Bobby Asad, owner of Fish City Grill and Sonoma Grill, who also is developing Kinsey Crossing at Loop 323 and Kinsey Drive, recently bought about 2 acres at the corner of Dueling Oak and Old Jacksonville. He lives in the area and plans to construct two buildings that will total about 22,500 square feet of commercial space near Swanns. He said the high-end retail center, Sonoma Village, is still in the design stage, and he hopes to break ground in the next couple of months. He plans to move Fish City Grill there by November or December, and when Sonoma Grill relocates there, it will get an overhaul, including a wine bar and wood-burning oven.
He chose the area after seeing it develop over the last few years. “It’s been a very desirable area all along. We just needed to see evidence of it,” he said, adding that restaurants have recently been successful.
‘NICE FOR TYLER’
Thornton said they purchased about 65 percent of the raw frontage land on Old Jacksonville — from Loop 323 to Loop 49 — so they could set the look for the corridor.
“Nothing like this has ever been done in Tyler to this scope,” he said.
In 20 years, Davis wants to drive down the corridor and have it still look nice. That’s why the quality of the construction of all the properties is important.
“It’s always going to look nice for Tyler,” he said.
Davis said about 40 percent to 50 percent each of Oak Hills and Oak Hollow remains to be developed for residential and commercial properties.
They are selling lots and are leasing land to businesses.
“We encourage people to own, we want longtime ownership out here,” Davis said.
Ms. Thornton said owning their own property allows business owners the flexibility to control how it looks and invest in it.
Shelby Burkett bought land in Swann Plaza a year ago and is constructing a 5,000-square-foot building to relocate Mary V’s from Bergfeld Center. Ms. Burkett, 29, has owned the women’s apparel and accessory business for six years and wanted to own her own building instead of paying rent. The business will celebrate its 50th anniversary when she moves into the new store this fall.
As a business owner, she has dreamed of building her own place.
“I’m excited to have a beautiful canvas for our merchandise,” she said.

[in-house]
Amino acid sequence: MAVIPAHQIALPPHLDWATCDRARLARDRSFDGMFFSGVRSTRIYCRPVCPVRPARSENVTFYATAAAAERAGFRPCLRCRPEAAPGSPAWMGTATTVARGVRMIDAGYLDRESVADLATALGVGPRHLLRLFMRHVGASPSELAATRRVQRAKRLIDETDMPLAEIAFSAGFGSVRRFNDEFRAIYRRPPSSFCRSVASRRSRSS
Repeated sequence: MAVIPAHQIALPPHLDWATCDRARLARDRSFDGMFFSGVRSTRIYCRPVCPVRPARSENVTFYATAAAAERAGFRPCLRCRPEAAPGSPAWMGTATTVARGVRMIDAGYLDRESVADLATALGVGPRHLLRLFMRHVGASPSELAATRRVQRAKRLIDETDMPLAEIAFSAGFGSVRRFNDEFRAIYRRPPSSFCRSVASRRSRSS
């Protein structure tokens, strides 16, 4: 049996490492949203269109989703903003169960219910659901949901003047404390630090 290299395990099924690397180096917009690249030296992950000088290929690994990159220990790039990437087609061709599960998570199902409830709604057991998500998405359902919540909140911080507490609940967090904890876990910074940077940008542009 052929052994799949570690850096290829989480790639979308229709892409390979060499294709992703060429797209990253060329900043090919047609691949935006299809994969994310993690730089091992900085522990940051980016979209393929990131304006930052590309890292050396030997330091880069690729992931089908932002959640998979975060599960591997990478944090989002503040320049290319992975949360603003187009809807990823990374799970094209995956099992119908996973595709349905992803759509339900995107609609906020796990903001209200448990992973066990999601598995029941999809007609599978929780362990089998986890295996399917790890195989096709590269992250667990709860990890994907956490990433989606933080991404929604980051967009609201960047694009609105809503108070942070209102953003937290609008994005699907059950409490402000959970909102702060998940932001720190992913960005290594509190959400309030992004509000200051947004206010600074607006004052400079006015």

A large plot of undeveloped land remains available for commercial use — retail, restaurants and professional offices. Thornton said they hope it will be a mix of locally owned businesses and national chains, and development will begin this year.
The growing area has increased traffic flow and brought more businesses to surrounding areas, such as in Gresham, Flint and near the Grande Boulevard intersection, Thornton said. With even more potential growth for the area, he reiterates what he said years ago — Old Jacksonville should be New Jacksonville.
Tyler Independent School District bought 29 acres from them and recently broke ground for a new middle school. Ms. Thornton said the new school will be a plus for moms dropping off their children and doing business in the area.
After the school purchased the land, Thornton said they began selling an average of 1.25 lots a month in the Pinnacle and Oak Hills residential communities.
When they first started developing the area, they began with residential, then added office and commercial.
“There are over 2,000 rooftops that can get to Oak Hollow and Oak Hills areas by neighborhood streets,” Davis said.
They offer smaller garden homes and starter homes to large estate lots.
“Our goal was to have the nicest of every price point in Tyler,” he said.
They are working on Barrett Heights, which will offer 35 new homes off of Oak Alley. Phase III of Bishop’s Gate just opened for construction of smaller garden homes and there are only three or four lots available.
Other residential developments include Waters Edge, which all 32 lots have sold and houses are under construction; and The Stables, which has one of the 20 lots available to build on. The Plantation offers larger estate lots and out of 12, there are two lots left to sell. Shaddock Ridge offers 12 larger lot homes and is a continuation of The Plantation.
Davis said they recently purchased the 128-acre property that will be Oak Creek, just south of Oak Hills. There will be about 300 homes in the $250,000 to $500,000 range, and they will build a large street connecting it to Old Jacksonville. About 15 acres will be left as green space. They plan to start construction within two months and it will be a six to eight year project broken into phases.
The group boasts about the beauty of the residential developments, which includes a park area and three lakes where a fly fishing club comes on weekends and people have professional photographs taken.
Thornton believes one of the neatest things about the development, in which they all live, are the big oak trees scattered throughout. Some of the trees they planted to replace those taken out while clearing land are getting larger now and will one day cascade over the boulevard streets, while the 1,600 Irish bulbs they planted around the lakes have turned into bright yellow and purple blooms, he said.
“That’s part of our vision for the future,” Mrs. Thornton said. “You can develop short sited or for the long term.”